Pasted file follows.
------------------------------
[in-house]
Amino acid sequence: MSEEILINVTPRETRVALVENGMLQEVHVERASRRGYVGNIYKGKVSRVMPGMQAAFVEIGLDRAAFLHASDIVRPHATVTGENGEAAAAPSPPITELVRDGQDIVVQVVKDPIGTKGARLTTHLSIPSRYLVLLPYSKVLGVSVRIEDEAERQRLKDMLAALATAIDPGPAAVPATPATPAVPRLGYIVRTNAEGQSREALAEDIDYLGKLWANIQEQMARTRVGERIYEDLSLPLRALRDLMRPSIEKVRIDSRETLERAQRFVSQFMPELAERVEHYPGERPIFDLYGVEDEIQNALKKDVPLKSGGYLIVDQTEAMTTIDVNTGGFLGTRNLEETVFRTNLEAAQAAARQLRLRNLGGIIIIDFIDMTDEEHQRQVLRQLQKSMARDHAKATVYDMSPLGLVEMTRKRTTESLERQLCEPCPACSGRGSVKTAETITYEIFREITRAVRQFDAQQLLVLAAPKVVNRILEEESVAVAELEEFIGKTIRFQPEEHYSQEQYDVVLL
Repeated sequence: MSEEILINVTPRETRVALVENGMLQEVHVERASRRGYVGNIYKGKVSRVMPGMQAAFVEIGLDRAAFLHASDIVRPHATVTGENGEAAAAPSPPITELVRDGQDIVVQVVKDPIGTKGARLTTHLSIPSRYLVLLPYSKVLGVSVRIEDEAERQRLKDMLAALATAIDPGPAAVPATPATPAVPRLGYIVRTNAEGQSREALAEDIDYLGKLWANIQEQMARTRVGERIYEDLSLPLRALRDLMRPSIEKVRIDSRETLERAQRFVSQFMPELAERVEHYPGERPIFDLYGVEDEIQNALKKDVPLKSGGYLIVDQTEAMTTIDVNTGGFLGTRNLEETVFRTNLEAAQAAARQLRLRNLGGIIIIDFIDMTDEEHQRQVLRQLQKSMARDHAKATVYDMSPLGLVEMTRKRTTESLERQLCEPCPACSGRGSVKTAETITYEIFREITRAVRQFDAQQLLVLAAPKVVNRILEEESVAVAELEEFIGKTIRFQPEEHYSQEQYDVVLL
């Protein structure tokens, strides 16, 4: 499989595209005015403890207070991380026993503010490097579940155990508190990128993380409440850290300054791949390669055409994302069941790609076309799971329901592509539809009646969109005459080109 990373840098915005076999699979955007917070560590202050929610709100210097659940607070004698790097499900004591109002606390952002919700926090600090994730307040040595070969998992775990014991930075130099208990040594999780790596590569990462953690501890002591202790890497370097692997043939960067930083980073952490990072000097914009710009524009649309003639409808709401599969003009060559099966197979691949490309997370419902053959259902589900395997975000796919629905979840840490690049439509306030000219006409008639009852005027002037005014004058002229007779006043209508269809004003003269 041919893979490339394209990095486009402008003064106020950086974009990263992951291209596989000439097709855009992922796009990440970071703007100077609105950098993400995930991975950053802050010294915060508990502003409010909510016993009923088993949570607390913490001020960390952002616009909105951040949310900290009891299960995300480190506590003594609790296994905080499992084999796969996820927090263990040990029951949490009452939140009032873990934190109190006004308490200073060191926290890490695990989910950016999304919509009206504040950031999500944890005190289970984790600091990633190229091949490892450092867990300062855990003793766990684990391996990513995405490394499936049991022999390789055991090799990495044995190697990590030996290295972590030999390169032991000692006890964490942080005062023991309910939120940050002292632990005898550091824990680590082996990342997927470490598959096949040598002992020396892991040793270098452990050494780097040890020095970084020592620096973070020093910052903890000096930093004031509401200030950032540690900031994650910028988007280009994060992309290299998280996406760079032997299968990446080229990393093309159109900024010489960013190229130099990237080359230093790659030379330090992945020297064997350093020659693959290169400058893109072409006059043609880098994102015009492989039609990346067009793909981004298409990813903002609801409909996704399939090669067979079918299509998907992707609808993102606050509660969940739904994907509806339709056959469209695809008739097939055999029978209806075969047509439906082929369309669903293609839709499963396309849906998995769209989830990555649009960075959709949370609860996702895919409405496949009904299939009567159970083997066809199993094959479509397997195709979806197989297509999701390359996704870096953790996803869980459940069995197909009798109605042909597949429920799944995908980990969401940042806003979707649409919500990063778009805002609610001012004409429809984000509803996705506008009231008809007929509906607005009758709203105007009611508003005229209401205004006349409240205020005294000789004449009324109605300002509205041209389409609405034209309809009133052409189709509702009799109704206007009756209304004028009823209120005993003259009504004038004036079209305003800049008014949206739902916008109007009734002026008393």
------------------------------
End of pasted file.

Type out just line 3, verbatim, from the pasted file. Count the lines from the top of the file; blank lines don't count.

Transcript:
Repeated sequence: MSEEILINVTPRETRVALVENGMLQEVHVERASRRGYVGNIYKGKVSRVMPGMQAAFVEIGLDRAAFLHASDIVRPHATVTGENGEAAAAPSPPITELVRDGQDIVVQVVKDPIGTKGARLTTHLSIPSRYLVLLPYSKVLGVSVRIEDEAERQRLKDMLAALATAIDPGPAAVPATPATPAVPRLGYIVRTNAEGQSREALAEDIDYLGKLWANIQEQMARTRVGERIYEDLSLPLRALRDLMRPSIEKVRIDSRETLERAQRFVSQFMPELAERVEHYPGERPIFDLYGVEDEIQNALKKDVPLKSGGYLIVDQTEAMTTIDVNTGGFLGTRNLEETVFRTNLEAAQAAARQLRLRNLGGIIIIDFIDMTDEEHQRQVLRQLQKSMARDHAKATVYDMSPLGLVEMTRKRTTESLERQLCEPCPACSGRGSVKTAETITYEIFREITRAVRQFDAQQLLVLAAPKVVNRILEEESVAVAELEEFIGKTIRFQPEEHYSQEQYDVVLL